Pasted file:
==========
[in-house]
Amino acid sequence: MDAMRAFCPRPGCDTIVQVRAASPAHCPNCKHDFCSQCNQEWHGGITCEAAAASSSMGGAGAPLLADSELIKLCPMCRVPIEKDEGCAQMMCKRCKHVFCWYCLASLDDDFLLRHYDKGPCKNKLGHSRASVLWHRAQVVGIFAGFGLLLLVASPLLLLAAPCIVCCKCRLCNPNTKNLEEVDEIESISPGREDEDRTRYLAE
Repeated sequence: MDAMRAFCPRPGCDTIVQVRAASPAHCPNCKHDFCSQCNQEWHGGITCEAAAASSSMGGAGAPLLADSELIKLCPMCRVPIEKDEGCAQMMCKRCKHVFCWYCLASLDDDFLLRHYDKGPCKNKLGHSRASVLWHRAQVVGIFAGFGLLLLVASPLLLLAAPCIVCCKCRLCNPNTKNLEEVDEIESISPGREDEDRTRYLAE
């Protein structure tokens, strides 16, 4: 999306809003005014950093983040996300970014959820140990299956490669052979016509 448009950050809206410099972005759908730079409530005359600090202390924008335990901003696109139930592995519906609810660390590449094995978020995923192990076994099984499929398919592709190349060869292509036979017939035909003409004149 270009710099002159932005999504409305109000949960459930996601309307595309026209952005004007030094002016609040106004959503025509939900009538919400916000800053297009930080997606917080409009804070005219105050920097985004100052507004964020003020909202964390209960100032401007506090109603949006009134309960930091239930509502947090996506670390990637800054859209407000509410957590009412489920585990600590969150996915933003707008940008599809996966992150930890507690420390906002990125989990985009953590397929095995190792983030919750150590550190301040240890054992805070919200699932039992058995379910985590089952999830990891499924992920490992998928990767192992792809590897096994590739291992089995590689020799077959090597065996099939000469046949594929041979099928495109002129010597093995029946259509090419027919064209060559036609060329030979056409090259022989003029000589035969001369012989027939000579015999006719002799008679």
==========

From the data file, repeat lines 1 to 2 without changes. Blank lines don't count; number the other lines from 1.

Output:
[in-house]
Amino acid sequence: MDAMRAFCPRPGCDTIVQVRAASPAHCPNCKHDFCSQCNQEWHGGITCEAAAASSSMGGAGAPLLADSELIKLCPMCRVPIEKDEGCAQMMCKRCKHVFCWYCLASLDDDFLLRHYDKGPCKNKLGHSRASVLWHRAQVVGIFAGFGLLLLVASPLLLLAAPCIVCCKCRLCNPNTKNLEEVDEIESISPGREDEDRTRYLAE